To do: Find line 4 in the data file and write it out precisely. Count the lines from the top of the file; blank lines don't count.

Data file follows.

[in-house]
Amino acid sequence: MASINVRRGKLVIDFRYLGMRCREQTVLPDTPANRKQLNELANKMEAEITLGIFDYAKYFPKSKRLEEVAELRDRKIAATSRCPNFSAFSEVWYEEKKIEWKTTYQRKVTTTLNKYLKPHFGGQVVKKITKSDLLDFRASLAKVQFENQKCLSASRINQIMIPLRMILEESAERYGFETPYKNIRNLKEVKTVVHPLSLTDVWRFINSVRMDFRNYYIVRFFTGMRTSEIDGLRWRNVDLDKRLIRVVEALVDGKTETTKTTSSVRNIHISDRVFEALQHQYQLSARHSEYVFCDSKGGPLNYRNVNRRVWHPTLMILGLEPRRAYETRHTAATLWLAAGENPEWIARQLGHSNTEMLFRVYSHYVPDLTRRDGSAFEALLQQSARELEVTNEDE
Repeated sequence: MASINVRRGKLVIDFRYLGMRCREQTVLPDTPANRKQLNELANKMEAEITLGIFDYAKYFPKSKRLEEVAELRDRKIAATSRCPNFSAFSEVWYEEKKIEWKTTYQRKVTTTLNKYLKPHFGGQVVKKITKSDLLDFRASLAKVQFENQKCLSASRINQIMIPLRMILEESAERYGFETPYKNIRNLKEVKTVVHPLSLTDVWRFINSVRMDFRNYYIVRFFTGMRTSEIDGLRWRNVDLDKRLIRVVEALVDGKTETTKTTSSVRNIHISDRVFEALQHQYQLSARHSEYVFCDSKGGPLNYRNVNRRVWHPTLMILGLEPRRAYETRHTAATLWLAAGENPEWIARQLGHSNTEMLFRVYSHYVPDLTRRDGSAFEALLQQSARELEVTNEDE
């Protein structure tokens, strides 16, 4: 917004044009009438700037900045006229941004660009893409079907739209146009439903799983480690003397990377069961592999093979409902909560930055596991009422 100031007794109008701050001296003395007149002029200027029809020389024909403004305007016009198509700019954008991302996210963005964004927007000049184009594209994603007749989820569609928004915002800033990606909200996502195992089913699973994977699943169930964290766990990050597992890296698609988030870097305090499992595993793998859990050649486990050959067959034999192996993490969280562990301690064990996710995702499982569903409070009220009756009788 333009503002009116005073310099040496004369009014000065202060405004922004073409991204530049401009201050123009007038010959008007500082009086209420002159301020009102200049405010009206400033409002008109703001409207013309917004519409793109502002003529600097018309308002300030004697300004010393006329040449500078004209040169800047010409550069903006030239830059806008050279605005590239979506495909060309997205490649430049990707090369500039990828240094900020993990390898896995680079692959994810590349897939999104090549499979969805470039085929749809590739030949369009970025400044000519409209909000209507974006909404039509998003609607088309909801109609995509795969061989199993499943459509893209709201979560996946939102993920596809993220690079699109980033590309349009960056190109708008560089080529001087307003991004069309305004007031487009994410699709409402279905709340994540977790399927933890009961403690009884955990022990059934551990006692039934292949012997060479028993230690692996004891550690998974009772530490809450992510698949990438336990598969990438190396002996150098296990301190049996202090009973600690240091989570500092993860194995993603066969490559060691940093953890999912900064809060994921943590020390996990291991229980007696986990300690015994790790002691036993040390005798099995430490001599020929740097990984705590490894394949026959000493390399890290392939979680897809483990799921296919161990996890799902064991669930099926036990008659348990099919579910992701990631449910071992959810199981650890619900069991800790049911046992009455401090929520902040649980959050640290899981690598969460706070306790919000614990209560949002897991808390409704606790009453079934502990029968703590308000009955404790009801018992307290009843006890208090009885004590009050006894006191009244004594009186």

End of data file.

């Protein structure tokens, strides 16, 4: 917004044009009438700037900045006229941004660009893409079907739209146009439903799983480690003397990377069961592999093979409902909560930055596991009422 100031007794109008701050001296003395007149002029200027029809020389024909403004305007016009198509700019954008991302996210963005964004927007000049184009594209994603007749989820569609928004915002800033990606909200996502195992089913699973994977699943169930964290766990990050597992890296698609988030870097305090499992595993793998859990050649486990050959067959034999192996993490969280562990301690064990996710995702499982569903409070009220009756009788 333009503002009116005073310099040496004369009014000065202060405004922004073409991204530049401009201050123009007038010959008007500082009086209420002159301020009102200049405010009206400033409002008109703001409207013309917004519409793109502002003529600097018309308002300030004697300004010393006329040449500078004209040169800047010409550069903006030239830059806008050279605005590239979506495909060309997205490649430049990707090369500039990828240094900020993990390898896995680079692959994810590349897939999104090549499979969805470039085929749809590739030949369009970025400044000519409209909000209507974006909404039509998003609607088309909801109609995509795969061989199993499943459509893209709201979560996946939102993920596809993220690079699109980033590309349009960056190109708008560089080529001087307003991004069309305004007031487009994410699709409402279905709340994540977790399927933890009961403690009884955990022990059934551990006692039934292949012997060479028993230690692996004891550690998974009772530490809450992510698949990438336990598969990438190396002996150098296990301190049996202090009973600690240091989570500092993860194995993603066969490559060691940093953890999912900064809060994921943590020390996990291991229980007696986990300690015994790790002691036993040390005798099995430490001599020929740097990984705590490894394949026959000493390399890290392939979680897809483990799921296919161990996890799902064991669930099926036990008659348990099919579910992701990631449910071992959810199981650890619900069991800790049911046992009455401090929520902040649980959050640290899981690598969460706070306790919000614990209560949002897991808390409704606790009453079934502990029968703590308000009955404790009801018992307290009843006890208090009885004590009050006894006191009244004594009186």